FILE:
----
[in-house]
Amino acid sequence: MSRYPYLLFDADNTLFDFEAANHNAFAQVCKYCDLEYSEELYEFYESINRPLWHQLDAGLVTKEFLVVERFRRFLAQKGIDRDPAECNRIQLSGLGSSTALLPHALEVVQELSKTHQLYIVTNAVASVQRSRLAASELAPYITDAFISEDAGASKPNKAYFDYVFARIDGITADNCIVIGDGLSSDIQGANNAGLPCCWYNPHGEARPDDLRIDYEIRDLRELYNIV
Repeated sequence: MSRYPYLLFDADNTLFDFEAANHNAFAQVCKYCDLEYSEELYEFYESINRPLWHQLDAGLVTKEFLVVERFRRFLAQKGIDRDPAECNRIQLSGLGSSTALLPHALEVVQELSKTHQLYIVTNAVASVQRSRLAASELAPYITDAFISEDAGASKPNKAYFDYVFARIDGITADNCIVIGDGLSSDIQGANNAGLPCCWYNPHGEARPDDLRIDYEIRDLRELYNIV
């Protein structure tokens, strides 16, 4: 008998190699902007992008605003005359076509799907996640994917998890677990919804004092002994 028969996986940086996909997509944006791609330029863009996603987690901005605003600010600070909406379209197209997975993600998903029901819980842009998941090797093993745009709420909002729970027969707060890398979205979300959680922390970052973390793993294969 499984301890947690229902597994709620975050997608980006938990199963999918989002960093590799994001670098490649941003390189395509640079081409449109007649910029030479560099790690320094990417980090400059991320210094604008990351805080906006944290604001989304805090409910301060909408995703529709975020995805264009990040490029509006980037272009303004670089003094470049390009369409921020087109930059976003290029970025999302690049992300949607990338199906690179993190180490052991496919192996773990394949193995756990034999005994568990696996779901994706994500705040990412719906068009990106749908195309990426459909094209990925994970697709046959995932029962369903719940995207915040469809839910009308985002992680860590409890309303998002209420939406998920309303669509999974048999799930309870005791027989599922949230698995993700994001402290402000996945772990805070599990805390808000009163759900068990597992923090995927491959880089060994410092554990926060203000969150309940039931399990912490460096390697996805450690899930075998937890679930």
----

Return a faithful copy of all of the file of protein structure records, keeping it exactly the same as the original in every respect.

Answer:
[in-house]
Amino acid sequence: MSRYPYLLFDADNTLFDFEAANHNAFAQVCKYCDLEYSEELYEFYESINRPLWHQLDAGLVTKEFLVVERFRRFLAQKGIDRDPAECNRIQLSGLGSSTALLPHALEVVQELSKTHQLYIVTNAVASVQRSRLAASELAPYITDAFISEDAGASKPNKAYFDYVFARIDGITADNCIVIGDGLSSDIQGANNAGLPCCWYNPHGEARPDDLRIDYEIRDLRELYNIV
Repeated sequence: MSRYPYLLFDADNTLFDFEAANHNAFAQVCKYCDLEYSEELYEFYESINRPLWHQLDAGLVTKEFLVVERFRRFLAQKGIDRDPAECNRIQLSGLGSSTALLPHALEVVQELSKTHQLYIVTNAVASVQRSRLAASELAPYITDAFISEDAGASKPNKAYFDYVFARIDGITADNCIVIGDGLSSDIQGANNAGLPCCWYNPHGEARPDDLRIDYEIRDLRELYNIV
């Protein structure tokens, strides 16, 4: 008998190699902007992008605003005359076509799907996640994917998890677990919804004092002994 028969996986940086996909997509944006791609330029863009996603987690901005605003600010600070909406379209197209997975993600998903029901819980842009998941090797093993745009709420909002729970027969707060890398979205979300959680922390970052973390793993294969 499984301890947690229902597994709620975050997608980006938990199963999918989002960093590799994001670098490649941003390189395509640079081409449109007649910029030479560099790690320094990417980090400059991320210094604008990351805080906006944290604001989304805090409910301060909408995703529709975020995805264009990040490029509006980037272009303004670089003094470049390009369409921020087109930059976003290029970025999302690049992300949607990338199906690179993190180490052991496919192996773990394949193995756990034999005994568990696996779901994706994500705040990412719906068009990106749908195309990426459909094209990925994970697709046959995932029962369903719940995207915040469809839910009308985002992680860590409890309303998002209420939406998920309303669509999974048999799930309870005791027989599922949230698995993700994001402290402000996945772990805070599990805390808000009163759900068990597992923090995927491959880089060994410092554990926060203000969150309940039931399990912490460096390697996805450690899930075998937890679930």